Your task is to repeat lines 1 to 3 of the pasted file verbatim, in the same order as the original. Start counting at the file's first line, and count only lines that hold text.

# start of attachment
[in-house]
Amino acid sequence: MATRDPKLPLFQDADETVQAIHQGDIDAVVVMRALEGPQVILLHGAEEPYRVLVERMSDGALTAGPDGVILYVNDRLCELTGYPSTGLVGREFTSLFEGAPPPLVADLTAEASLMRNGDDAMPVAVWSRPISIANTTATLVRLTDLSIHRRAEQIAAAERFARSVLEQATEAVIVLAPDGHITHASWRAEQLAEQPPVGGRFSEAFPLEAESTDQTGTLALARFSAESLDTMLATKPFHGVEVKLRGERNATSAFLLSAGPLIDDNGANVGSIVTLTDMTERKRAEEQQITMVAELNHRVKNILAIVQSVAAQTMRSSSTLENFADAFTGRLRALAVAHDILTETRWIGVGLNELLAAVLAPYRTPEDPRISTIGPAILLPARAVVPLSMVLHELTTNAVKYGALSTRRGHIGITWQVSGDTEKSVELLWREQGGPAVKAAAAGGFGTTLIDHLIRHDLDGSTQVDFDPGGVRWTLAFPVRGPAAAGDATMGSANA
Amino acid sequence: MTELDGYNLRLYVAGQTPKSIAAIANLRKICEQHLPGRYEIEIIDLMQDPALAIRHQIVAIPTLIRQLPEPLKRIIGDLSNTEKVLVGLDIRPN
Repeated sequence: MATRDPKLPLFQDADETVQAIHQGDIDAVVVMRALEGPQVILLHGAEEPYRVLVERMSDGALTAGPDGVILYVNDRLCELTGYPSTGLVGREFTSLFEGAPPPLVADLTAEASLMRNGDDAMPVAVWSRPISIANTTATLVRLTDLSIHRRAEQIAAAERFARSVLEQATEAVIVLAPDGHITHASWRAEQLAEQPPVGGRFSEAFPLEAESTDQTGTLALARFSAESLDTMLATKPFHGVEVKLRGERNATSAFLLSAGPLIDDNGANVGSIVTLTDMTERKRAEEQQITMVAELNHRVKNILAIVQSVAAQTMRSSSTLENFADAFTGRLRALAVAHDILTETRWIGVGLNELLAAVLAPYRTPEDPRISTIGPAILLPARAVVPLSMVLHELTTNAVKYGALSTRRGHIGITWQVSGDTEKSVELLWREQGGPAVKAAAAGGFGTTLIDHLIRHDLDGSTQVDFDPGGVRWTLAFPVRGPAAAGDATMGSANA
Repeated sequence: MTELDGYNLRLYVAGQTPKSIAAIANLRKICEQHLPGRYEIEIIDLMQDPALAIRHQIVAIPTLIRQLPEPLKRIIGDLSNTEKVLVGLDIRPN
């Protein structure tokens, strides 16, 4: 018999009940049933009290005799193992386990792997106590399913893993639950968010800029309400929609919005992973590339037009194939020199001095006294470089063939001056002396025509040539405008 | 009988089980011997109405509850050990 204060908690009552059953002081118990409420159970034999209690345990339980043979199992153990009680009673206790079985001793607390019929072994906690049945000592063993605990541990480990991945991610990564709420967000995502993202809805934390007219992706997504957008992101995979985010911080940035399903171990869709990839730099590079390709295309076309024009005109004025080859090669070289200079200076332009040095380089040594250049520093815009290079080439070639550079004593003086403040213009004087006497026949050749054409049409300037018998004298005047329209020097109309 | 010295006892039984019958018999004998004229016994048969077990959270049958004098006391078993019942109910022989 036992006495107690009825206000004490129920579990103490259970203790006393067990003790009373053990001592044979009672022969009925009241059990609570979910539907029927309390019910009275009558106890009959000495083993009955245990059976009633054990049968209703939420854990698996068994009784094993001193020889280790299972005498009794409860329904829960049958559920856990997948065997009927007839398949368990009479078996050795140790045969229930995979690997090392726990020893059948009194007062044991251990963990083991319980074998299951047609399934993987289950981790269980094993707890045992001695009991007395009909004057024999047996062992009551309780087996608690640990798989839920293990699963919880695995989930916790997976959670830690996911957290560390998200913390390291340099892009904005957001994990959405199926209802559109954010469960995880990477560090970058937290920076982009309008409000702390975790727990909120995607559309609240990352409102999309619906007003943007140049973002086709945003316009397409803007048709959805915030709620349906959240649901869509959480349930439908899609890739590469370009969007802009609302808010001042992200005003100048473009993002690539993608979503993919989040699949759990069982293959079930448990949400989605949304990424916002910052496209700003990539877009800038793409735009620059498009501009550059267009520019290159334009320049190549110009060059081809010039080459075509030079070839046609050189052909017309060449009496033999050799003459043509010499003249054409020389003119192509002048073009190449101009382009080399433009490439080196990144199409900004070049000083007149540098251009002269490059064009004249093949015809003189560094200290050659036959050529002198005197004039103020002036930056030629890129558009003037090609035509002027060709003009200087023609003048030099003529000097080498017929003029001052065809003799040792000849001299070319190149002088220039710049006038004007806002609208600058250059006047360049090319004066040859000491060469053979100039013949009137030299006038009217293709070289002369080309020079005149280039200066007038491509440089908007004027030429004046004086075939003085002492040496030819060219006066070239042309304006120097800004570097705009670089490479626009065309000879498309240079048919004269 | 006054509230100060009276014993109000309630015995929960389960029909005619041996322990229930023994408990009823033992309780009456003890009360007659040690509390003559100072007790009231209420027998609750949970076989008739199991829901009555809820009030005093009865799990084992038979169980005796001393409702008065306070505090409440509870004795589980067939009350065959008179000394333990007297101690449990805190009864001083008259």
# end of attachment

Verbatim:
[in-house]
Amino acid sequence: MATRDPKLPLFQDADETVQAIHQGDIDAVVVMRALEGPQVILLHGAEEPYRVLVERMSDGALTAGPDGVILYVNDRLCELTGYPSTGLVGREFTSLFEGAPPPLVADLTAEASLMRNGDDAMPVAVWSRPISIANTTATLVRLTDLSIHRRAEQIAAAERFARSVLEQATEAVIVLAPDGHITHASWRAEQLAEQPPVGGRFSEAFPLEAESTDQTGTLALARFSAESLDTMLATKPFHGVEVKLRGERNATSAFLLSAGPLIDDNGANVGSIVTLTDMTERKRAEEQQITMVAELNHRVKNILAIVQSVAAQTMRSSSTLENFADAFTGRLRALAVAHDILTETRWIGVGLNELLAAVLAPYRTPEDPRISTIGPAILLPARAVVPLSMVLHELTTNAVKYGALSTRRGHIGITWQVSGDTEKSVELLWREQGGPAVKAAAAGGFGTTLIDHLIRHDLDGSTQVDFDPGGVRWTLAFPVRGPAAAGDATMGSANA
Amino acid sequence: MTELDGYNLRLYVAGQTPKSIAAIANLRKICEQHLPGRYEIEIIDLMQDPALAIRHQIVAIPTLIRQLPEPLKRIIGDLSNTEKVLVGLDIRPN